Dominic Massa and Eric Paulsen / Eyewitness News
NEW ORLEANS – For the past couple of months, construction work outside the historic Saenger Theatre is the only sign that most people have seen of the effort to restore the building on Canal & Rampart. But inside, as Channel 4 cameras saw on Thursday, the job is just as intense, with nearly every inch of the building under construction or soon to be.
That includes the familiar marquee (dismantled for restoration), the entrances, the arcade or lobby, and even the stage and seating areas, which will be transformed as part of the $51 million restoration effort. The project, which was dealt some setbacks along the way, is now scheduled for a June 2013 reopening.
“All the seats have been removed for construction,” explained general manager David Skinner as he stood in front of the massive scaffolding that now fills the seating area. Skinner is general manager of ACE Theatrical Group, the company that owns and will operate the theatre, along with the Mahalia Jackson Theater for the Performing Arts.
“The artisans will begin a lengthy process of redoing the painting the ceiling, return that to the original 1927 color scheme, which is totally different than what we see today.”
You get the feeling that a lot will look different when the theatre opens its doors next summer, but in a more authentic way. The familiar touches will remain, including the ceiling resembling a starry constellation, the marble fixtures, statues and ornamental elements that will all be part of the effort to return the building to the way it looked when it opened 85 years ago as a movie theater.
That's where a set of historic, original blueprints comes in. They are literally blue prints - hand-drawn in ink on linen by the original architects working for Emile Weil and Albert Weiblen Marble & Granite Co.
“These were sequestered away in the back part of an office, under a lot of material that didn’t get taken out until they were moving out of the building,” explained Gary Martinez, the architect whose Washington, D.C.-based company, Martinez+Johnson Architecture is spearheading the renovation.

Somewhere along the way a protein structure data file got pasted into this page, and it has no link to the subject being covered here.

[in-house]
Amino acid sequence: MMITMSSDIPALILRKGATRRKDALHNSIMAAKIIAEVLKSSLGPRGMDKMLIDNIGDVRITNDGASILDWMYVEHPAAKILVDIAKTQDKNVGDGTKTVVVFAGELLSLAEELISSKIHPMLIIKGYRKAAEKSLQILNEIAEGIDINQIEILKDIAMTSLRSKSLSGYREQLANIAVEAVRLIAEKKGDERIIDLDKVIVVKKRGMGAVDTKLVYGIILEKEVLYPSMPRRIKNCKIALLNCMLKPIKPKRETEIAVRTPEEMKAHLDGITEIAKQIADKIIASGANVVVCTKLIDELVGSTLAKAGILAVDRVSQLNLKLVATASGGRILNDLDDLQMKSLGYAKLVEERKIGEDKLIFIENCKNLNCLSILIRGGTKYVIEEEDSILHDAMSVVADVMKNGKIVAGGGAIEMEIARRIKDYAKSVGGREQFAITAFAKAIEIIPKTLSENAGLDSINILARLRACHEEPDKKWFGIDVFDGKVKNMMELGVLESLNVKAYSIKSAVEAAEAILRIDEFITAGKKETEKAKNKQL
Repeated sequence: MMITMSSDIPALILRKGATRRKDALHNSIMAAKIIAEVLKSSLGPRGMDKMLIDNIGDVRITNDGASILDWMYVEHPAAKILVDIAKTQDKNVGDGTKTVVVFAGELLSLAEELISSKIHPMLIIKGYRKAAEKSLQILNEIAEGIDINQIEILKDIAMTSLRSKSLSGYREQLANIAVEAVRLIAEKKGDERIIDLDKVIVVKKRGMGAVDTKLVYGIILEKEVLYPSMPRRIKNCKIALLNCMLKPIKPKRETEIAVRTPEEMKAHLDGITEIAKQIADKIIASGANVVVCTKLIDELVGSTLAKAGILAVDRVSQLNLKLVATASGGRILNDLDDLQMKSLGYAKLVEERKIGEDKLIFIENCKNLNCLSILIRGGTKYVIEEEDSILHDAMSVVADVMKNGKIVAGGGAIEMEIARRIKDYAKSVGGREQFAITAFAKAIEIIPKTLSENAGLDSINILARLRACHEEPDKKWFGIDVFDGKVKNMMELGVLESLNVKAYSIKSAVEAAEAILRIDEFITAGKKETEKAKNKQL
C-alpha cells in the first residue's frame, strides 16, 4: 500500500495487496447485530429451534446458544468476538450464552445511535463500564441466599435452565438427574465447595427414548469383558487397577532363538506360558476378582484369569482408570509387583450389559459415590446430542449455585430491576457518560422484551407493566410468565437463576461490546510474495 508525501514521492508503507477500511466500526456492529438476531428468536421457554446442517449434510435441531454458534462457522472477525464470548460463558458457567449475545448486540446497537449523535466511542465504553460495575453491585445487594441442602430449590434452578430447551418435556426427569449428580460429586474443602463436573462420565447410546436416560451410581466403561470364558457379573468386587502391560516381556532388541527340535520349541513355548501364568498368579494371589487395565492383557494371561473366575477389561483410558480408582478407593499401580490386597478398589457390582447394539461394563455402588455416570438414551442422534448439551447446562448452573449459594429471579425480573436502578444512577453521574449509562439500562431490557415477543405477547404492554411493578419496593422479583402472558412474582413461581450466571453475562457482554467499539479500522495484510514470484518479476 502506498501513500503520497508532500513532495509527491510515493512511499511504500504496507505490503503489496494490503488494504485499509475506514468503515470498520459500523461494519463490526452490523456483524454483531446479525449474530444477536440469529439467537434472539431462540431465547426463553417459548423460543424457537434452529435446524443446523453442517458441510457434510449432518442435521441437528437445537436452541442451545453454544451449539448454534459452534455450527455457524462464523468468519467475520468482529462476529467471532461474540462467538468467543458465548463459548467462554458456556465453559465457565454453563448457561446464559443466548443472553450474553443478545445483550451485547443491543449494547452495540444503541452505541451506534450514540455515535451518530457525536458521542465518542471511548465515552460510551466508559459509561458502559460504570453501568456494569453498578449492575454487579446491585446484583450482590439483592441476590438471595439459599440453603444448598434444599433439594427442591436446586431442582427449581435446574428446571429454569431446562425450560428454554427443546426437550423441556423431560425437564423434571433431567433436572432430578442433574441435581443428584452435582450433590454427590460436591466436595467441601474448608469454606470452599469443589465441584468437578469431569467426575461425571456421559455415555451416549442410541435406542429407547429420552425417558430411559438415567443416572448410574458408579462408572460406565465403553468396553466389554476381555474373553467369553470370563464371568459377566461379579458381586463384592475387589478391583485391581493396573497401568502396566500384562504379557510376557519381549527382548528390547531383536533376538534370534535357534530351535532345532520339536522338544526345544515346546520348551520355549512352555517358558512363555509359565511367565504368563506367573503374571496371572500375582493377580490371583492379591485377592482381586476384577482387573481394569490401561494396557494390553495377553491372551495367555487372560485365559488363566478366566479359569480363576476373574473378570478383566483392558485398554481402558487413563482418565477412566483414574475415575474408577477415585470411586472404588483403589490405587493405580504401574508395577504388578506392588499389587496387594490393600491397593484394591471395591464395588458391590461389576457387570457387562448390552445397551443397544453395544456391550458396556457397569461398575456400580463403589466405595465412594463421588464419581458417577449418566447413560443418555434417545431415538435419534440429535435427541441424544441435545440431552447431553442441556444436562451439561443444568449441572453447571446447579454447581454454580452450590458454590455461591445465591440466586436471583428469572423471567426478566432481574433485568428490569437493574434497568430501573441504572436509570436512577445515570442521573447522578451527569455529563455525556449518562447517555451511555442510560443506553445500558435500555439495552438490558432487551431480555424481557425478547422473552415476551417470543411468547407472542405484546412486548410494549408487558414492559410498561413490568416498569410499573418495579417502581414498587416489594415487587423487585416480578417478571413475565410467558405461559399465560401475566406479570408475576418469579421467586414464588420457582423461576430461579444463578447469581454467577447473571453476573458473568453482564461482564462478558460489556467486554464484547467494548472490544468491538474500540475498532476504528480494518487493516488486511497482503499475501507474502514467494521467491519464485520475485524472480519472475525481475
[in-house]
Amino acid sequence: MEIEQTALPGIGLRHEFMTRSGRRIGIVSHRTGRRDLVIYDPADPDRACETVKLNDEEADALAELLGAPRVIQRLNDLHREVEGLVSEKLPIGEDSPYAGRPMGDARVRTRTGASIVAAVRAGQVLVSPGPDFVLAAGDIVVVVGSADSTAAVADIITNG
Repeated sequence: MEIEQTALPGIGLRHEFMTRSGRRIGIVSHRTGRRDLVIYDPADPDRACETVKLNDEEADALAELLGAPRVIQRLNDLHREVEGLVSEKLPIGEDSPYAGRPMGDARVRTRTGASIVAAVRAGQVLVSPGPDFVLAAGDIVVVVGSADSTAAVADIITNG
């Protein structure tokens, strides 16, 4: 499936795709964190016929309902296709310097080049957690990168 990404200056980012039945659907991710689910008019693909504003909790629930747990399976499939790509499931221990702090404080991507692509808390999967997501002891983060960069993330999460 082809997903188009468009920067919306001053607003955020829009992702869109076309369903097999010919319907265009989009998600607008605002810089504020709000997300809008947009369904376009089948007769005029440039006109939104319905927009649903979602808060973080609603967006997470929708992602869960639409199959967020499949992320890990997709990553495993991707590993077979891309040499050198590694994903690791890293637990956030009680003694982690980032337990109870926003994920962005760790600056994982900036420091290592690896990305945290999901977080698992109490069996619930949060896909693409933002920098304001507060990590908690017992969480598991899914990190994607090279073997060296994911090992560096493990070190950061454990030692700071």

“We were pretty much finished with our drawings, quite frankly, but still once they told us they had found these drawings, we were able to take information and actually change our drawings to make them more authentic,” he said.
Martinez explained that the 1926 blueprints cover various sections of the theatre, including the area near the Rampart St. entrance called the arcade. In recent years, escalators were installed in the area detailed in some of the blueprints. Martinez explained that the original drawings, as well as photos, floor plans and newspaper clippings, will help his architects redesign that section of the theatre in a more accurate, historical fashion.
“One of the things the blueprints give us is the original architect's intention for the building,” he said. “As much as anything else, it’s the spirit and intention that we're trying to capture as well as just the physical nature of any given piece of the building.”
The blueprints will be donated to Tulane University’s architecture school once Martinez and his team wrap up their work.
In addition to being authentic, the new Saenger will also be updated, with new technology and bigger spaces to house bigger shows, including touring Broadway productions, music concerts, symphony and opera performances and dance productions. The bigger space includes expanding on to Iberville Street and the adjoining buildings on Canal.
City officials see the Saenger restoration as another major step forward for the once-vibrant downtown theater district.
“We’ve seen it with the Joy, and in hoping to get the Loew’s State (State Palace) back on track and I think it will anchor the area, as it has served as an anchor for future development on this end of Canal Street,” said Cindy Connick, executive director of the Canal Street Development Corporation, the city agency which is overseeing the renovation.
For the Saenger, it's not just about economic development and the future, but also a storied past that many New Orleanians will remember on opening night.
“Whether it was their first movie, first Broadway show or first date, people have fond memories of this place and I think when they come in, they are going to be truly impressed,” Skinner said.